The VW Beetle is a real brick. Not only was its round, aerodynamic shape an icon on the road, it makes a rock-steady underwater breeding ground for lobsters and fish, according to marine sculptor Jason deCaires Taylor.
If you can dive to 26 feet, check out Taylor's VW Beetle replica on Manchones Reef in Isla Mujeres, an hour's sail from Cancun. The life-sized piece is designed to rebuild fish and coral populations in the Cancun Marine Park as tourism places intense pressure on its resources. For instance, Taylor used cement that's textured and ph-neutral to allow coral colonization. The windows have swim-through holes for small fish to find refuge. Lobsters can enter through hatches in the side panels and find protected crawl spaces inside.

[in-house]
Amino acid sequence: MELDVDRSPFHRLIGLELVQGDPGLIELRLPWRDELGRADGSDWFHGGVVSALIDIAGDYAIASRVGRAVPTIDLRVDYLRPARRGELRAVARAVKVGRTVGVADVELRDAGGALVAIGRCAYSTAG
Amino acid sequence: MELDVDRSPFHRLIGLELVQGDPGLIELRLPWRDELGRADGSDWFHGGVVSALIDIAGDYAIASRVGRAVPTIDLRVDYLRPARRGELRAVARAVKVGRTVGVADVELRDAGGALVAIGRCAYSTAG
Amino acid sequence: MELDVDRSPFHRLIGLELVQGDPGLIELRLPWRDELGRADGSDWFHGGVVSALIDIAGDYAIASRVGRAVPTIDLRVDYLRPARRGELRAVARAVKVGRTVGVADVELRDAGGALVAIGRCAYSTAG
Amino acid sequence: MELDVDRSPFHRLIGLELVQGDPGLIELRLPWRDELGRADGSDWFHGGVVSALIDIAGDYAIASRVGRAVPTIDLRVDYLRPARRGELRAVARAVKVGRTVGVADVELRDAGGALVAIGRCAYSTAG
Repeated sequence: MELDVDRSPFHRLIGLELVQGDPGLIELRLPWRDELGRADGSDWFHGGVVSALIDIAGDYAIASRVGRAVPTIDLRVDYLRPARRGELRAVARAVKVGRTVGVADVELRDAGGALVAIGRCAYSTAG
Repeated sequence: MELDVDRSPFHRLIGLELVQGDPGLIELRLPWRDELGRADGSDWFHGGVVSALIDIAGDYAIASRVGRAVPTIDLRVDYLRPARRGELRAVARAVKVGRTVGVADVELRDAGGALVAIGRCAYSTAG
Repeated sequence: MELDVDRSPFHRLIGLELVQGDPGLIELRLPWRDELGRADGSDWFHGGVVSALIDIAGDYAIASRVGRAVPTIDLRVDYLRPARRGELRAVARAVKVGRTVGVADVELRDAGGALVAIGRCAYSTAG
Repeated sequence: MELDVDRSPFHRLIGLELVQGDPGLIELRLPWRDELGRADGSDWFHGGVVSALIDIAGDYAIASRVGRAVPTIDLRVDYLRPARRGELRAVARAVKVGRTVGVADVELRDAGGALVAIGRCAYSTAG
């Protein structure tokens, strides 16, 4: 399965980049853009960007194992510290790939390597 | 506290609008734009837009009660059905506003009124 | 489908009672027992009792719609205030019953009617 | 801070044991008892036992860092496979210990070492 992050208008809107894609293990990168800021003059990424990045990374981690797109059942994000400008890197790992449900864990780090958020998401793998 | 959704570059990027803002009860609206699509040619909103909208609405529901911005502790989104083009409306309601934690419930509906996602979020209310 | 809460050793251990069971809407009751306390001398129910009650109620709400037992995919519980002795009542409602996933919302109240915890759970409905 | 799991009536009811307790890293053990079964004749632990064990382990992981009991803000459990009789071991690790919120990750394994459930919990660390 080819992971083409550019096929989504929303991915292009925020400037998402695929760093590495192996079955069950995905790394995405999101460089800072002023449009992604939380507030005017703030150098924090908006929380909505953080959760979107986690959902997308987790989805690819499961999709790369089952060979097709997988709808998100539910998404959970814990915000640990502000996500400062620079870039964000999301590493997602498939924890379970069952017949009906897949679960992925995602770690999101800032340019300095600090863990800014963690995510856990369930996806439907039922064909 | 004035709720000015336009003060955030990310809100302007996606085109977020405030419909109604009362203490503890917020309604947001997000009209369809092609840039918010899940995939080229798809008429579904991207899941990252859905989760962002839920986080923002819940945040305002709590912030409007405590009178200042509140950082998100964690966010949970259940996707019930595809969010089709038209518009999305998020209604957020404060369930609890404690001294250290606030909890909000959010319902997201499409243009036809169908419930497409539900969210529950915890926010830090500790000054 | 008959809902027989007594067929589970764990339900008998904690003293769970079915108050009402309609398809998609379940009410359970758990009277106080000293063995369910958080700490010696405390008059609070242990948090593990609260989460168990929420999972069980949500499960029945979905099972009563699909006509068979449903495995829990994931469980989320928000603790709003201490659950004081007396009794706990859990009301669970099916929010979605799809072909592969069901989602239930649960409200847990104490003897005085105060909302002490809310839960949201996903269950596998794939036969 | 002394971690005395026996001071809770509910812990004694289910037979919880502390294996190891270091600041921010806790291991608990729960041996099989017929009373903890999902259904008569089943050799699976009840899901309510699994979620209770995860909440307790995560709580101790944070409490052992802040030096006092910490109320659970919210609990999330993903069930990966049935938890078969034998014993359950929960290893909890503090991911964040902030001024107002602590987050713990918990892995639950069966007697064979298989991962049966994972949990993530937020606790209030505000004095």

While you're down there, swim with the silversides massing aroud Taylor's earlier sculpture, "Silent Evolution," of 403 human figures made from real life body casts. Even snorkelers can see the sculptures from above through Cancun's transparent waters.
Can't make it to Cancun? Watch Taylor's documentary here.